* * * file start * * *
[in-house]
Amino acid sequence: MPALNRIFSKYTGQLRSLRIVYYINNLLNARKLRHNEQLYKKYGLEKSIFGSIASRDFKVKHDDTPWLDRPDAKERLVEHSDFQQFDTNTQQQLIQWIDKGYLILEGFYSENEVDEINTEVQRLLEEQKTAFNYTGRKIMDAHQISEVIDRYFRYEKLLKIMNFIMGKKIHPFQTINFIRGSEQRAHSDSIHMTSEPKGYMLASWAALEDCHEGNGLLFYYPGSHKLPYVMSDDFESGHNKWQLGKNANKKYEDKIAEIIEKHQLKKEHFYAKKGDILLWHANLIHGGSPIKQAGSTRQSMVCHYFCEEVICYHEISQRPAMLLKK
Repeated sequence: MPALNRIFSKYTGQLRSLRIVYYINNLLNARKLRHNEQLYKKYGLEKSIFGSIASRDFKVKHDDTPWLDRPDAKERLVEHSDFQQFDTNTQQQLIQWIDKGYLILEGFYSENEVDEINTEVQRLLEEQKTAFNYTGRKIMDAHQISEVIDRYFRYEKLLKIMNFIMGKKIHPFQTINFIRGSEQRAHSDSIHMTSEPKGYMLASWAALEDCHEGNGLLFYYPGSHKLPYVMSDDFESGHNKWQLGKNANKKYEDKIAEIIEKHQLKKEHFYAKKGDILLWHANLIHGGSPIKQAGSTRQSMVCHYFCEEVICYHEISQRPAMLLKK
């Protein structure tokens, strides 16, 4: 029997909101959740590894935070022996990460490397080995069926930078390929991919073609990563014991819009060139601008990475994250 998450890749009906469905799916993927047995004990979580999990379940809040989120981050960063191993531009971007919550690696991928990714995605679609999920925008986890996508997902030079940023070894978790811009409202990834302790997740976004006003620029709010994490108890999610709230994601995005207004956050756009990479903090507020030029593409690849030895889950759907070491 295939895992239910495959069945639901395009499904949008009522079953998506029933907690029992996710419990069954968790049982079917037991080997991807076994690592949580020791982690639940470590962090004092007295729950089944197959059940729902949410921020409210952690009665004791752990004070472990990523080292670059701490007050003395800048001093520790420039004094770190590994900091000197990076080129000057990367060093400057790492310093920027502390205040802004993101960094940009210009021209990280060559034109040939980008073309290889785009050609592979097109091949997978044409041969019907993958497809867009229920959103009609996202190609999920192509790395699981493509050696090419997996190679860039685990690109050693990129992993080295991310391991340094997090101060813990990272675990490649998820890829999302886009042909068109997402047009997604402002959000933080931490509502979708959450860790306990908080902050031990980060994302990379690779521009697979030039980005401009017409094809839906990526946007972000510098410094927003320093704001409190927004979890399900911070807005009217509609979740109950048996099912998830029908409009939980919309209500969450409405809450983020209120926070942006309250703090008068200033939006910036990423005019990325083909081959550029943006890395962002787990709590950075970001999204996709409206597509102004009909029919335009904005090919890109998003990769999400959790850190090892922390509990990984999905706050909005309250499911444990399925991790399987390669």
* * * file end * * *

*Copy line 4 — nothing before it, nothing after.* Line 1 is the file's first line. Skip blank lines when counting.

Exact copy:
């Protein structure tokens, strides 16, 4: 029997909101959740590894935070022996990460490397080995069926930078390929991919073609990563014991819009060139601008990475994250 998450890749009906469905799916993927047995004990979580999990379940809040989120981050960063191993531009971007919550690696991928990714995605679609999920925008986890996508997902030079940023070894978790811009409202990834302790997740976004006003620029709010994490108890999610709230994601995005207004956050756009990479903090507020030029593409690849030895889950759907070491 295939895992239910495959069945639901395009499904949008009522079953998506029933907690029992996710419990069954968790049982079917037991080997991807076994690592949580020791982690639940470590962090004092007295729950089944197959059940729902949410921020409210952690009665004791752990004070472990990523080292670059701490007050003395800048001093520790420039004094770190590994900091000197990076080129000057990367060093400057790492310093920027502390205040802004993101960094940009210009021209990280060559034109040939980008073309290889785009050609592979097109091949997978044409041969019907993958497809867009229920959103009609996202190609999920192509790395699981493509050696090419997996190679860039685990690109050693990129992993080295991310391991340094997090101060813990990272675990490649998820890829999302886009042909068109997402047009997604402002959000933080931490509502979708959450860790306990908080902050031990980060994302990379690779521009697979030039980005401009017409094809839906990526946007972000510098410094927003320093704001409190927004979890399900911070807005009217509609979740109950048996099912998830029908409009939980919309209500969450409405809450983020209120926070942006309250703090008068200033939006910036990423005019990325083909081959550029943006890395962002787990709590950075970001999204996709409206597509102004009909029919335009904005090919890109998003990769999400959790850190090892922390509990990984999905706050909005309250499911444990399925991790399987390669």